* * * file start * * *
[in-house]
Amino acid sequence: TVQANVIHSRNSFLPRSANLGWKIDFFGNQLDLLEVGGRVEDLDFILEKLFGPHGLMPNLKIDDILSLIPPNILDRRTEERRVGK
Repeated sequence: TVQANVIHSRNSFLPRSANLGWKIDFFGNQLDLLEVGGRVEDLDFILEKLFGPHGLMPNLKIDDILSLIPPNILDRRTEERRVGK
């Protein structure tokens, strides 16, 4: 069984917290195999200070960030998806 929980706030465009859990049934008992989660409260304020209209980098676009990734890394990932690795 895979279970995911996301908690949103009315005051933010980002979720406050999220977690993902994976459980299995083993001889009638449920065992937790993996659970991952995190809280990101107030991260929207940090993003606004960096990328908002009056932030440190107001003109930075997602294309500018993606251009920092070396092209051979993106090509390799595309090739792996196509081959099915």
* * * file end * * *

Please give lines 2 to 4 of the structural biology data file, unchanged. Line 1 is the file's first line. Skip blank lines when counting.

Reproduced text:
Amino acid sequence: TVQANVIHSRNSFLPRSANLGWKIDFFGNQLDLLEVGGRVEDLDFILEKLFGPHGLMPNLKIDDILSLIPPNILDRRTEERRVGK
Repeated sequence: TVQANVIHSRNSFLPRSANLGWKIDFFGNQLDLLEVGGRVEDLDFILEKLFGPHGLMPNLKIDDILSLIPPNILDRRTEERRVGK
């Protein structure tokens, strides 16, 4: 069984917290195999200070960030998806 929980706030465009859990049934008992989660409260304020209209980098676009990734890394990932690795 895979279970995911996301908690949103009315005051933010980002979720406050999220977690993902994976459980299995083993001889009638449920065992937790993996659970991952995190809280990101107030991260929207940090993003606004960096990328908002009056932030440190107001003109930075997602294309500018993606251009920092070396092209051979993106090509390799595309090739792996196509081959099915």